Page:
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C Programming: Replace the spaces of a string with a specific character

C String: Exercise-25 with Solution

Write a program in C to replace the spaces of a string with a specific character.

C Programming: Replace the spaces of a string with a specific character

Sample Solution:

C Code:

#include<stdio.h>
#include<ctype.h>

int main()
{
	int new_char;
	char t;
	int ctr=0;
	char str[100]; 
	printf("\n Replace the spaces of a string with a specific character :\n");  
    printf("-------------------------------------------------------------\n");      
    printf(" Input a string : ");
	fgets(str, sizeof str, stdin); 
    printf(" Input replace character : ");
	scanf("%c",&t);
	printf(" After replacing the space with  %c the new string is :\n",t);
	while (str[ctr])
	{
		new_char=str[ctr];
		if (isspace(new_char)) 
		new_char=t;
		putchar (new_char);
		ctr++;
	}
	printf("\n\n");
	return 0;
}

Sample Output:

 Replace the spaces of a string with a specific character :
-------------------------------------------------------------
 Input a string : Be glad to see the back of
 Input replace character : *
 After replacing the space with  * the new string is :
 Be*glad*to*see*the*back*of*

Flowchart :

Flowchart: Replace the spaces of a string with a specific character

C Programming Code Editor:

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Next: Write a program in C to count the number of punctuation characters exists in a string.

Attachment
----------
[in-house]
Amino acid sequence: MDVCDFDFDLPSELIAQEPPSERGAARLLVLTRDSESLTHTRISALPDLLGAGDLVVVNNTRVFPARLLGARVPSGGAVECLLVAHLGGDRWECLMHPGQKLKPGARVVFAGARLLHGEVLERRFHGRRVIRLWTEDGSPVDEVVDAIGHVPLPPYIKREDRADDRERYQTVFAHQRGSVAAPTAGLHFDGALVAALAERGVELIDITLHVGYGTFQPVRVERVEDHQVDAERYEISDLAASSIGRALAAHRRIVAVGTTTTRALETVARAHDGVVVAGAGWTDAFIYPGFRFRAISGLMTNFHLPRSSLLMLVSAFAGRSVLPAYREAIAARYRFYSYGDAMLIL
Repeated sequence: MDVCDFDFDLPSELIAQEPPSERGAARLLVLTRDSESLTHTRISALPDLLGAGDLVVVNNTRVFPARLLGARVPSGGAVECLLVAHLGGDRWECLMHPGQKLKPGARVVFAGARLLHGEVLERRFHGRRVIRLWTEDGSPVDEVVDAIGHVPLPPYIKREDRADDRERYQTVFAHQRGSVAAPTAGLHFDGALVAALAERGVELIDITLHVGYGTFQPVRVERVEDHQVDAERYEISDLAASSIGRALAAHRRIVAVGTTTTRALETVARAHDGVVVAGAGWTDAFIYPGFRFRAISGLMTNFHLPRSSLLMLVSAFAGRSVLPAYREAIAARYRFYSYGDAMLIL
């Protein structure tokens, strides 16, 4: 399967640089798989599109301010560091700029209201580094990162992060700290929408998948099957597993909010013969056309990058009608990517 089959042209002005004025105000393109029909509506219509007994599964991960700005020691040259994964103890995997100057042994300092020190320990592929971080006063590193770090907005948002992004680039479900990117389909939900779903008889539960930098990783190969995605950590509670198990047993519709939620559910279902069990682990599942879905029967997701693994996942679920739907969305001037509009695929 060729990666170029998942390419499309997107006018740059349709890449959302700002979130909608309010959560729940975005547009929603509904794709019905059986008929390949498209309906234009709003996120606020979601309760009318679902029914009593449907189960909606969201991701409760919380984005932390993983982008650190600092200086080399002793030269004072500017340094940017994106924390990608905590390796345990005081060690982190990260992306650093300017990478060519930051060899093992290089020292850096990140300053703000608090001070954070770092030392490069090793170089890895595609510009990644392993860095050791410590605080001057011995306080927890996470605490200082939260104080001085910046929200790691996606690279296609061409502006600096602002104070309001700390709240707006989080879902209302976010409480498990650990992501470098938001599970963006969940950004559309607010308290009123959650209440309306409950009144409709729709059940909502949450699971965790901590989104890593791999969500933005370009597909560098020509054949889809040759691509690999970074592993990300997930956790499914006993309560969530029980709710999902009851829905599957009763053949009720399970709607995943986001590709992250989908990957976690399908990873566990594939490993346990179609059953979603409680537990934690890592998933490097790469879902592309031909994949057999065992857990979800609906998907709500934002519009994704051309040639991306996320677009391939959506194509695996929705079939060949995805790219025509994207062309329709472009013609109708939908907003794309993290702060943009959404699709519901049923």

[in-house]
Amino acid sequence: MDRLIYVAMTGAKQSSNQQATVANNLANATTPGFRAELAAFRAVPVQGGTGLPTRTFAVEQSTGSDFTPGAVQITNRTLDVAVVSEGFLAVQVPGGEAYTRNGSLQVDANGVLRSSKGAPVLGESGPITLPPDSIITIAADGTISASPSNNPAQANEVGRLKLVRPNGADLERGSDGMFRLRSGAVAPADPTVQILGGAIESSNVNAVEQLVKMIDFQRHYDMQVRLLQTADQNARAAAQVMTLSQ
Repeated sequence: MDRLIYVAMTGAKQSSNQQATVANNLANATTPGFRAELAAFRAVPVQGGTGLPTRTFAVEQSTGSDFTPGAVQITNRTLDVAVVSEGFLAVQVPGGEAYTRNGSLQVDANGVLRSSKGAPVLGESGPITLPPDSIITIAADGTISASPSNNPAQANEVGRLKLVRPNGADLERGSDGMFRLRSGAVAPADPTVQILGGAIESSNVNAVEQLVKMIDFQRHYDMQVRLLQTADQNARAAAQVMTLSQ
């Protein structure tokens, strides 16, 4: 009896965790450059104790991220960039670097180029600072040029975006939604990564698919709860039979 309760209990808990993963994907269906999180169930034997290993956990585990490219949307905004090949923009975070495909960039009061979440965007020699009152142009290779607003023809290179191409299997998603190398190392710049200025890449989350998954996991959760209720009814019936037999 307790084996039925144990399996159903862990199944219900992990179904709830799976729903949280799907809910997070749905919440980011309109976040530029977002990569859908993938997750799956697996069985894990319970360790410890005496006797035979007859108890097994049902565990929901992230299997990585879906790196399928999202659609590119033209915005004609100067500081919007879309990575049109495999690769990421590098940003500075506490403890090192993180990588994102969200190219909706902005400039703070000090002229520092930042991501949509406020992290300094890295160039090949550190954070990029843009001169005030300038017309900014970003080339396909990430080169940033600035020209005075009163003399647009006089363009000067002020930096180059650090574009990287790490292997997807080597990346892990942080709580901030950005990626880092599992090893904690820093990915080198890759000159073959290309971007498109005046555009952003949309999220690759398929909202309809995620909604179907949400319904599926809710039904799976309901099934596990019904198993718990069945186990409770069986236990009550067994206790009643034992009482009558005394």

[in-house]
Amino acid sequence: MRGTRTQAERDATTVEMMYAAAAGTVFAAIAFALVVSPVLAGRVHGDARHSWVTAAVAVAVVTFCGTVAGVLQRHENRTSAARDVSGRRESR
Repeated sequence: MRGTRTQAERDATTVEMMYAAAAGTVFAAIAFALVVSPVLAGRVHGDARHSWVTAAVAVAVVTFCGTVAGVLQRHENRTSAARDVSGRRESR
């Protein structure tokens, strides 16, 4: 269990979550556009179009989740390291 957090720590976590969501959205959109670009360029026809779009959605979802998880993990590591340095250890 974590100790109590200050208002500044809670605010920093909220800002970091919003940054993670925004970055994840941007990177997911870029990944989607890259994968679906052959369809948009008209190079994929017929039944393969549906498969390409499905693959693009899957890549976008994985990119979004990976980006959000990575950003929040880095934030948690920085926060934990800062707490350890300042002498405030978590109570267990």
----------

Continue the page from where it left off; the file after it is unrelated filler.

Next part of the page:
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C Programming: Tips of the Day

Is there a way to specify how many characters of a string to print out using printf()?

The basic way is:

printf ("Here are the first 8 chars: %.8s\n", "A string that is more than 8 chars"); 

The other, often more useful, way is:

printf ("Here are the first %d chars: %.*s\n", 8, 8, "A string that is more than 8 chars"); 

Here, you specify the length as an int argument to printf(), which treats the '*' in the format as a request to get the length from an argument.

You can also use the notation:

printf ("Here are the first 8 chars: %*.*s\n",
        8, 8, "A string that is more than 8 chars"); 

This is also analogous to the "%8.8s" notation, but again allows you to specify the minimum and maximum lengths at runtime - more realistically in a scenario like:

printf("Data: %*.*s Other info: %d\n", minlen, maxlen, string, info); 

The POSIX specification for printf() defines these mechanisms.

Ref: https://bit.ly/395Zj2j